are other business worth considering. Tenants, buyers and property developers
always look for space or someone to manage their properties and estate agents
and property managers can find a business niche here.
Display of business certificates
ln the business premises, the name of your business must be prominently
inscribed on the outside of the premises. Also the copies of the following
certificates should be displayed in the main office: business registration, VAT
registration, and PIN.
Some businesses may need more than these certificates depending on
the nature of their business. The display ensures that when ofﬁcers from various
public offices visit your premises for any reason they will easily see these
THE MICRO-ENTERPRISE OPERATORS
The Jua Kali, as the name suggests – hot sun (or under no shelter
businesses are operated either in the open or under temporary shelte
(kiosks). ln Kenya, the operators of Jua Kali businesses are almost caugh
in a culture of not just remaining small, but also never graduating to forma
and more organised businesses. Some of them are doing pretty well ant
others are in businesses with big potential for expansion. When you tall
with them, they realise they can expand their businesses or even operate
them in a more organised way, such as by keeping records and advertising
What l have found among many of these operators is that they realise tha
they can do better if they operated their business in a formal way. But they
are not interested. They are not in a hurry to do that. Reason? They have
some fear for converting to formal business. In the Jua Kali industry, apar
from trade council licences, taxes and their related accountancy costs are
not there. Modern offices also require additional staff like a secretary anc
some basic facility like a telephone. Nonetheless, some Jua Kali operators
are, for all practical purposes, running a modern office. The difference is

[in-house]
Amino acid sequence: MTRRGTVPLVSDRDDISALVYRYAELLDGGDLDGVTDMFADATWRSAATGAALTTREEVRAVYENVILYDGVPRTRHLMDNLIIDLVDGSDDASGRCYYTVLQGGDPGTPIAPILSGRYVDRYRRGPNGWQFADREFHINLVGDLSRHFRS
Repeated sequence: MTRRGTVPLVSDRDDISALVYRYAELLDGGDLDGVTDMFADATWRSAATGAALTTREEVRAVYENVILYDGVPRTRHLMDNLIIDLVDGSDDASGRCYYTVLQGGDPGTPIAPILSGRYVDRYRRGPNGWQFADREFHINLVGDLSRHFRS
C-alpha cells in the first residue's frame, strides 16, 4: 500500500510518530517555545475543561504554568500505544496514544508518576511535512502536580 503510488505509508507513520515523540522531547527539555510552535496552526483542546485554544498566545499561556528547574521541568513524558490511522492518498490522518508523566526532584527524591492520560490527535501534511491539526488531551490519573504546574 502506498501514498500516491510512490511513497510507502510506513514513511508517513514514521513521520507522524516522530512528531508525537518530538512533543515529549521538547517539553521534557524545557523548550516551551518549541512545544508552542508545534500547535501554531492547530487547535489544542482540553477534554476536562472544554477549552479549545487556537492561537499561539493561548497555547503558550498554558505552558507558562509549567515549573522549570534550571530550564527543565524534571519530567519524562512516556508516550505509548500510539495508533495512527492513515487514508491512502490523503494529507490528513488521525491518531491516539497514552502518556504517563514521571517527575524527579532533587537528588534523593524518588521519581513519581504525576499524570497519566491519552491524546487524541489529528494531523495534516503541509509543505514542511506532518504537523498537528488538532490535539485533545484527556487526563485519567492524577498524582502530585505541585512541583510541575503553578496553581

the premises. Indeed it is the premises that distiguishes formal from
informal sector. Formal businesses are usually conducted in permanent
buildings with identifiable offices whereas informal ones are in temporary
sheds or just in the open, or even from the residential house.
Many Jua Kali businesses produce a variety of quality goods and
equipment. Many shops in shopping centres stock Jua Kali products which
one might think are manufactured in big modern factories. For instance,
many furniture items you find in high class shops in the towns are made by
Jua Kali artisans in their sheds. The artisans are capable of duplicating
any design available. If they conducted their business more formally, they
could expand and improve their products for a wider distribution network.
But this can only be done in an organised and better working environment.
ln this way, the business would grow and produce better goods, offering job
opportunities. A visit to various Jua Kali sheds is an eye open to many
businesspeople looking for products to stock in their shops. One discovers
with surprise the variety of equipment and light machinery manufactured by
these artisans, and which can be used in industries.